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Neurotherapeutics. 2018 Oct;15(4):1127-1138. doi: 10.1007/s13311-018-0650-3.

A Dendritic Cell-Targeted Adenoviral Vector Facilitates Adaptive Immune Response Against Human Glioma Antigen (CMV-IE) and Prolongs Survival in a Human Glioma Tumor Model.

Author information

1
Department of Neurological Surgery, Northwestern University, 676 North Saint Clair Street, Suite 2210, Chicago, Illinois, 60611, USA.
2
Departamento de Ingeniería Genética, CINVESTAV Irapuato, Km 9.6 Libramiento Norte Carretera Irapuato-León, 36821, Irapuato, Guanajuato, Mexico.
3
Department of Neurological Surgery, Northwestern University, 676 North Saint Clair Street, Suite 2210, Chicago, Illinois, 60611, USA. maciej.lesniak@northwestern.edu.

Abstract

Antitumor immunotherapeutic strategies represent an especially promising set of approaches with rapid translational potential considering the dismal clinical context of high-grade gliomas. Dendritic cells (DCs) are the body's most professional antigen-presenting cells, able to recruit and activate T cells to stimulate an adaptive immune response. In this regard, specific loading of tumor-specific antigen onto dendritic cells potentially represents one of the most advanced strategies to achieve effective antitumor immunization. In this study, we developed a DC-specific adenoviral (Ad) vector, named Ad5scFvDEC205FF, targeting the DC surface receptor, DEC205. In vitro analysis shows that 60% of DCs was infected by this vector while the infectivity of other control adenoviral vectors was less than 10%, demonstrating superior infectivity on DCs. Moreover, an average of 14% of DCs were infected by Ad5scFvDEC205FF-GFP, while less than 3% of non-DCs were infected following in vivo administration, demonstrating highly selective in vivo DC infection. Importantly, vaccination with this vehicle expressing human glioma-specific antigen, Ad5scFvDEC205FF-CMV-IE, shows a prolonged survival benefit in GL261CMV-IE-implanted murine glioma models (p < 0.0007). Furthermore, when rechallenged, cancerous cells were completely rejected. In conclusion, our novel, viral-mediated, DC-based immunization approach has the significant therapeutic potential for patients with high-grade gliomas.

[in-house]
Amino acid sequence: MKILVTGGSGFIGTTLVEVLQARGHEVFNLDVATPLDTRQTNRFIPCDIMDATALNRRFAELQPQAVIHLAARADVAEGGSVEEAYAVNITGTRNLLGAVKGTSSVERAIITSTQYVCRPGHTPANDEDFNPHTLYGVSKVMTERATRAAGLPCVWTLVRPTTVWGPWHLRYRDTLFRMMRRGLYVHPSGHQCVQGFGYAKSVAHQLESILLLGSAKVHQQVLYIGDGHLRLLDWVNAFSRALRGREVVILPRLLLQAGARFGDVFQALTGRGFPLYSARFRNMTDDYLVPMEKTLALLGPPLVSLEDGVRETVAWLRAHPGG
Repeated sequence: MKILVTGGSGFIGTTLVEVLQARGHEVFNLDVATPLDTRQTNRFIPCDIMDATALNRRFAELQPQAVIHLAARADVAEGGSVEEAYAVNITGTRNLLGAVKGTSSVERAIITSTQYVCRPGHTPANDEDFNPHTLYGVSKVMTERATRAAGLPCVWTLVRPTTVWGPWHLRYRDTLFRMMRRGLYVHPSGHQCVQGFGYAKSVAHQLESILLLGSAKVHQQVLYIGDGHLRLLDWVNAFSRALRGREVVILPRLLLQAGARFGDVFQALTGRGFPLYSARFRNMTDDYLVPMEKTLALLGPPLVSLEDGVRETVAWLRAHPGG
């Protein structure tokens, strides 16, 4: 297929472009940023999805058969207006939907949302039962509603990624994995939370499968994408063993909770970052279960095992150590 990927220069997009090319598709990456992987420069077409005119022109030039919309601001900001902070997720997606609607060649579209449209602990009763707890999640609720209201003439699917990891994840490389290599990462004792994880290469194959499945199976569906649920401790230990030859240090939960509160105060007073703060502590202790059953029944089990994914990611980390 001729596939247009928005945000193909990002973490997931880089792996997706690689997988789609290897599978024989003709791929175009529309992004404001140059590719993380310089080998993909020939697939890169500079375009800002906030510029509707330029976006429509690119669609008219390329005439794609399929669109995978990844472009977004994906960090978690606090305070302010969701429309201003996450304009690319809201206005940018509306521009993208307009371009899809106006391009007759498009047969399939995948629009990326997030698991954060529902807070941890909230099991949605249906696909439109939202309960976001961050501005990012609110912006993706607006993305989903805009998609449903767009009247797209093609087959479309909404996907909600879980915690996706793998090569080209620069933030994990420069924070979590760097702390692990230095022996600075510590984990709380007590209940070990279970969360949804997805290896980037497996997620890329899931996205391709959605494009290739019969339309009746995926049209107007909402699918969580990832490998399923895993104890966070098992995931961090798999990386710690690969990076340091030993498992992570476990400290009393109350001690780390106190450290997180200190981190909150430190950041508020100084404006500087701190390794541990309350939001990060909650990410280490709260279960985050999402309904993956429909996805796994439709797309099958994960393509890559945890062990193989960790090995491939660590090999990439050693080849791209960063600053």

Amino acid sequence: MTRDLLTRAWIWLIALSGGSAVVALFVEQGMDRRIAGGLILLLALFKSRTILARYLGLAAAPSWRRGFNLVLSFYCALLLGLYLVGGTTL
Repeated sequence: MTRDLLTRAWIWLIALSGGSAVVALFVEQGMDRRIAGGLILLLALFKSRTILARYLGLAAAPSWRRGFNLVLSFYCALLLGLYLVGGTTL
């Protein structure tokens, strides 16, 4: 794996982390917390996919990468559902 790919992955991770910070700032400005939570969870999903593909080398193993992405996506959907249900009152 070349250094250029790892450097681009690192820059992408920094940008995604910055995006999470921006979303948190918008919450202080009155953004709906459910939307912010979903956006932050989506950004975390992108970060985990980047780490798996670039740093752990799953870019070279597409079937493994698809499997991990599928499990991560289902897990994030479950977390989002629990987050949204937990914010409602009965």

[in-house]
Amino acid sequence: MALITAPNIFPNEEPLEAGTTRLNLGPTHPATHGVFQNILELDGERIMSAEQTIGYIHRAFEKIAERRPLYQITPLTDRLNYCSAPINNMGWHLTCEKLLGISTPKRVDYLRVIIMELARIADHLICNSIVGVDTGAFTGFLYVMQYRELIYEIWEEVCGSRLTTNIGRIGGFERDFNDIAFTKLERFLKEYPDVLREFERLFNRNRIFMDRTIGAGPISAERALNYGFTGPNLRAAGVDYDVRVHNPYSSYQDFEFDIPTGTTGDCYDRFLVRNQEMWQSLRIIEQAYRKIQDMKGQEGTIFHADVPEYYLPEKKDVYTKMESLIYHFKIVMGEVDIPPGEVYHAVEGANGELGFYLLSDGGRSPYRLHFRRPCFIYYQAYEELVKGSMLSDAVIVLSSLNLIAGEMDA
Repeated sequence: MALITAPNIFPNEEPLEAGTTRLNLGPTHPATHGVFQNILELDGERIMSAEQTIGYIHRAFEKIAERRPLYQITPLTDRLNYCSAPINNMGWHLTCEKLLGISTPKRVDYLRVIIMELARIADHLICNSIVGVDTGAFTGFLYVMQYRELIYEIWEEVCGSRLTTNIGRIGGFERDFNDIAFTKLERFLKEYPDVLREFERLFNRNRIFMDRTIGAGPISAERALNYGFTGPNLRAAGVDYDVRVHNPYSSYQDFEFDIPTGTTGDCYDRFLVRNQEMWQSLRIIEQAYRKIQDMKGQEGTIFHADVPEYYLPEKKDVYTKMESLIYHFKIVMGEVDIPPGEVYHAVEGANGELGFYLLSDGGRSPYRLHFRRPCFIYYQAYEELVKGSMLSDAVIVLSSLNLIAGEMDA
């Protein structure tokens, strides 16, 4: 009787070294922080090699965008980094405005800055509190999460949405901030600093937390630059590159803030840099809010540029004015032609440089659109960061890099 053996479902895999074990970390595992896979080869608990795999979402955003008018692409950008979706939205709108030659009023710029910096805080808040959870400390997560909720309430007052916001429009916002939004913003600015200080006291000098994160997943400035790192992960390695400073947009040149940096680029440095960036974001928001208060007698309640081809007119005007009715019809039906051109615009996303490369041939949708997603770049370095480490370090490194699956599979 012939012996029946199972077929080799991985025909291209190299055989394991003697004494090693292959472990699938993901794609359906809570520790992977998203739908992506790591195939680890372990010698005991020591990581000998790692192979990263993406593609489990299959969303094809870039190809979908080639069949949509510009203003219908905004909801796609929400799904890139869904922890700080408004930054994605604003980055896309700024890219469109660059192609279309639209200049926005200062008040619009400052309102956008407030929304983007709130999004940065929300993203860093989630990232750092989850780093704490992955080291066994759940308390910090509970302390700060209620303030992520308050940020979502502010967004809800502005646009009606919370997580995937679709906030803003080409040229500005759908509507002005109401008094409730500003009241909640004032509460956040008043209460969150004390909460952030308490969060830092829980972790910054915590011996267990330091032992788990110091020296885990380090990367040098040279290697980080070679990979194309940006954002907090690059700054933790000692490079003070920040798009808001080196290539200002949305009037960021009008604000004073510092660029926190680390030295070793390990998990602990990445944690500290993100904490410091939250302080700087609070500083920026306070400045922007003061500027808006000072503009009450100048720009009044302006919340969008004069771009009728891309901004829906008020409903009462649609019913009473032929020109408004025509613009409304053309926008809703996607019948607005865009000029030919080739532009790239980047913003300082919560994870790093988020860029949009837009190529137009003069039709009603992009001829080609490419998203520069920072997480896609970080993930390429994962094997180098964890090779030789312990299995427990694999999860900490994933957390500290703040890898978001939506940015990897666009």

KEYWORDS:

adenovirus; cytomegalovirus; dendritic cells; glioblastoma; vaccine

PMID:
30027430
PMCID:
PMC6277295
DOI:
10.1007/s13311-018-0650-3
[Indexed for MEDLINE]
Free PMC Article

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